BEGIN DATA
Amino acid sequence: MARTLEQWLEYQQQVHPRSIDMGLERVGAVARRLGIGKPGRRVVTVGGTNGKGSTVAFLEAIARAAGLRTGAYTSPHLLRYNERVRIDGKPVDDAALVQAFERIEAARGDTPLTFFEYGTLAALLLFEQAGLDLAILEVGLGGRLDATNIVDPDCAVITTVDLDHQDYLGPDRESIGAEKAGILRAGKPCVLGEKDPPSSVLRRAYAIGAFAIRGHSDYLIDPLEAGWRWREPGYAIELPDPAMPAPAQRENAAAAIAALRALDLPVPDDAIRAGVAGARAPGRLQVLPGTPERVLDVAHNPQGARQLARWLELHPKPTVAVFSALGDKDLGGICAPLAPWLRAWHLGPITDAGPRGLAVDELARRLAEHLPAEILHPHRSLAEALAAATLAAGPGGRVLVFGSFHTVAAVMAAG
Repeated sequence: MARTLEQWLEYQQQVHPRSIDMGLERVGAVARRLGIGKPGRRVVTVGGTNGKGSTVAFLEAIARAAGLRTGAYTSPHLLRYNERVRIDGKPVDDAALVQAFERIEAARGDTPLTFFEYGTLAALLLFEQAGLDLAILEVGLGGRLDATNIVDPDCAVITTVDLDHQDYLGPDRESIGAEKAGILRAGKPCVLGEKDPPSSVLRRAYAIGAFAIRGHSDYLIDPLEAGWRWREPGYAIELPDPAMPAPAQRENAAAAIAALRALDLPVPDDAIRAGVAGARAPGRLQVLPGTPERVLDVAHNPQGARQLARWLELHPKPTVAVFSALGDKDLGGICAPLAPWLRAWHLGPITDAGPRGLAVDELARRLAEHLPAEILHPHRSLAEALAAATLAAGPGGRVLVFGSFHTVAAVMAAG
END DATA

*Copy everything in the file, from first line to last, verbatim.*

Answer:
Amino acid sequence: MARTLEQWLEYQQQVHPRSIDMGLERVGAVARRLGIGKPGRRVVTVGGTNGKGSTVAFLEAIARAAGLRTGAYTSPHLLRYNERVRIDGKPVDDAALVQAFERIEAARGDTPLTFFEYGTLAALLLFEQAGLDLAILEVGLGGRLDATNIVDPDCAVITTVDLDHQDYLGPDRESIGAEKAGILRAGKPCVLGEKDPPSSVLRRAYAIGAFAIRGHSDYLIDPLEAGWRWREPGYAIELPDPAMPAPAQRENAAAAIAALRALDLPVPDDAIRAGVAGARAPGRLQVLPGTPERVLDVAHNPQGARQLARWLELHPKPTVAVFSALGDKDLGGICAPLAPWLRAWHLGPITDAGPRGLAVDELARRLAEHLPAEILHPHRSLAEALAAATLAAGPGGRVLVFGSFHTVAAVMAAG
Repeated sequence: MARTLEQWLEYQQQVHPRSIDMGLERVGAVARRLGIGKPGRRVVTVGGTNGKGSTVAFLEAIARAAGLRTGAYTSPHLLRYNERVRIDGKPVDDAALVQAFERIEAARGDTPLTFFEYGTLAALLLFEQAGLDLAILEVGLGGRLDATNIVDPDCAVITTVDLDHQDYLGPDRESIGAEKAGILRAGKPCVLGEKDPPSSVLRRAYAIGAFAIRGHSDYLIDPLEAGWRWREPGYAIELPDPAMPAPAQRENAAAAIAALRALDLPVPDDAIRAGVAGARAPGRLQVLPGTPERVLDVAHNPQGARQLARWLELHPKPTVAVFSALGDKDLGGICAPLAPWLRAWHLGPITDAGPRGLAVDELARRLAEHLPAEILHPHRSLAEALAAATLAAGPGGRVLVFGSFHTVAAVMAAG